testimony by drug dealer Reuben Rangel disputing certain details of the
drug transaction she had described. fn. 13
In addition, defendant's mother testified that the jacket found at the
crime scene was similar to one she bought at Sears and mailed to
defendant shortly before the crimes, but it did not have the initials
she recalls writing inside.
II. Penalty Phase Evidence
prosecution introduced a certified copy of a burglary conviction entered
upon defendant's guilty plea in Texas in 1972.
violent criminal activity.
couple, the Orrs, testified that on July 3, 1981, they owned a store and
gas station in rural Utah and lived in a trailer nearby. While walking
with the day's receipts towards the trailer one night, Mr. Orr heard a
shot and was accosted by defendant. Defendant threatened to kill and rob
Mr. Orr and said he had been "watching" the couple for a week. Defendant
accurately recounted some of the couple's recent activities and called
Orr by name in the trailer. Once all three people
were inside, defendant continued his profane threats and held Mrs. Orr
at gunpoint while ordering Mr. Orr to place the money in a bag.
Defendant then forced Mrs. Orr into the couple's car and, in the process,
shot Mr. Orr in the back of the neck and took the money. Defendant
stopped the car a short distance away and forced Mrs. Orr into another
vehicle. Meanwhile, Mr. Orr managed to call police. Defendant and Mrs.
Orr were soon stopped by a police roadblock. Mr. Orr testified that he
recognized defendant's weapon as a .38-caliber Smith and Wesson
1. Character and background.
total of 14 witnesses testified on defendant's behalf at the penalty
phase. They included several members of defendant's family, his ex-wife
and her family, a police officer, a former employer, and prison
officials. In addition, a social anthropologist, Dr. Isabel Wright,
researched defendant's hometown and family history and described
possible social and cultural influences on his life. Together, these
witnesses painted the following picture:
conceived out of wedlock when his parents were in their late teens. His
father graduated from high school but his mother did not. Defendant was
born in November 1951 (making him 35 at the time of the capital crimes).
Four more children were born in fairly quick succession.
For the most
part, the family lived in and around Mesquite, Texas. Dr. Wright
testified that the town operated under a strict moral code and was not
racially diverse or tolerant. Corporal punishment was apparently common
in the schools. The area experienced a population explosion between 1950
and 1970. According to Dr. Wright, the school and public safety systems
were "inadequate," and drug abuse was prevalent in the large teenage
During much of
defendant's childhood, his father earned a good living selling real
estate. According to defendant's mother, the family changed houses,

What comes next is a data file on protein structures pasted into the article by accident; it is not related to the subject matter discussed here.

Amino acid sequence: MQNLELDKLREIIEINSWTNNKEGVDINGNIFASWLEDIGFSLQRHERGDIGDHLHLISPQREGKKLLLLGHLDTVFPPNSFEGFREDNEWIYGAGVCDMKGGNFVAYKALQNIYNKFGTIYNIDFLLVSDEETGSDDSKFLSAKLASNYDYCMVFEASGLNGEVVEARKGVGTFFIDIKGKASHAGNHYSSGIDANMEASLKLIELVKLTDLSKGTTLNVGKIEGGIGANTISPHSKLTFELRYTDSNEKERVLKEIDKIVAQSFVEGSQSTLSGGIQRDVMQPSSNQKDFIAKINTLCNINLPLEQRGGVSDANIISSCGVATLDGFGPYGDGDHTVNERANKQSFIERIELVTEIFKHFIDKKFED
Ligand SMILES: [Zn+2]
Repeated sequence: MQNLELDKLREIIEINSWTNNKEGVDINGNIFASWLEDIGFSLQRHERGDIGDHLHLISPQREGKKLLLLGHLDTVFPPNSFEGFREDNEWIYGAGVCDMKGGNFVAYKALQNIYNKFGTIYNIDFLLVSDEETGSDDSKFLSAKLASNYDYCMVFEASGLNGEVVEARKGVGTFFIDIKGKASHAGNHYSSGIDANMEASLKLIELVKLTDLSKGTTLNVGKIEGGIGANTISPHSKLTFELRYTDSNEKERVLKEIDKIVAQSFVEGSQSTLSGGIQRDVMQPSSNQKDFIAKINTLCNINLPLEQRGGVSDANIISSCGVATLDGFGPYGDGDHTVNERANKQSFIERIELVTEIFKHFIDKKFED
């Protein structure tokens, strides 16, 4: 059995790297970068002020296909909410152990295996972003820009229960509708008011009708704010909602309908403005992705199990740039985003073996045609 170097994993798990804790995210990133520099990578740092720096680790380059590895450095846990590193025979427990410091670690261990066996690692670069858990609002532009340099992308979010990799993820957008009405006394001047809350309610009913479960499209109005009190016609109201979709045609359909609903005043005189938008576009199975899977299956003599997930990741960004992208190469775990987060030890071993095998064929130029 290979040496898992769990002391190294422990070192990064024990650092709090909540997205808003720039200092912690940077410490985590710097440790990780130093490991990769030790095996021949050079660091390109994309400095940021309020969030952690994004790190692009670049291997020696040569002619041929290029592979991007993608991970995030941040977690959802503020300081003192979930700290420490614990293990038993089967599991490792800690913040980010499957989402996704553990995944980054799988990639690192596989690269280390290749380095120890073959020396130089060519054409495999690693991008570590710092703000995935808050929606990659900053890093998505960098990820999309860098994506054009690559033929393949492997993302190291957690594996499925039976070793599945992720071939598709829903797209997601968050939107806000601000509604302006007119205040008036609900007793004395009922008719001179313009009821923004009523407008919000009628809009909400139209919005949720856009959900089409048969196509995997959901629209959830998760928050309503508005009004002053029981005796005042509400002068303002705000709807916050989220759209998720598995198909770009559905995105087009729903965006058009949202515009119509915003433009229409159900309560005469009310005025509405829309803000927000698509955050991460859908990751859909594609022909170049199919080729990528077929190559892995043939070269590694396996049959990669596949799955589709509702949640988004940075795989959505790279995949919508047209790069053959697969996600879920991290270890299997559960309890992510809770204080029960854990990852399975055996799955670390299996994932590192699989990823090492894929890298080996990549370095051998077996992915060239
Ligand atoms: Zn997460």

neighborhoods and school districts often, but typically lived in a "nice
home" until defendant's parents separated when he was about 18.
accounts, the family's home life was unstable. Defendant's father was
described by several witnesses, including himself, as a "workaholic" and
a heavy drinker. On the rare occasions he was home, he and his wife
argued. These arguments often became violent and sometimes resulted in
police intervention and serious physical injury to defendant's mother.
She often relied on defendant to defend her physically in these fights.
The father was not affectionate towards his children and his
disciplinary style was harsh.
mother apparently did not stress the value of education, and only one of
her children (not defendant) graduated from high school. Dr. Wright
believed defendant's mother had trouble displaying love towards her
children because she had grown up in an acrimonious and alcoholic home
and because she had married too young. Her disciplinary style was
described as "inconsistent"-sometimes too severe and sometimes too lax.
began having academic problems in the sixth grade. He was often truant
in junior high and high school, and he eventually left school in the
10th grade. As a teenager, he started using drugs and was apparently
detained or arrested by police for several minor offenses.
officer who knew defendant during his teens testified that he was
basically smart and likeable, but that he became hostile on drugs and
alcohol. Both the officer and defendant's uncle suggested that
defendant's life might have been different had he been given positive "direction"
during this period.
parents' divorce, defendant worked odd jobs to help support his mother
and younger siblings. Defendant's father continued to harass defendant's
mother and caused her to lose several jobs. Defendant introduced his
mother to a workmate, Homer, who developed a close relationship with the
family. Defendant's mother apparently bore a child by Homer. The family,
including defendant, grieved when Homer soon died.
At age 18 or 19, defendant married a local
girl. They committed a burglary together, and defendant was convicted
and placed on probation. His probation was later revoked, apparently
because he was involved in a drunkdriving accident. As a result,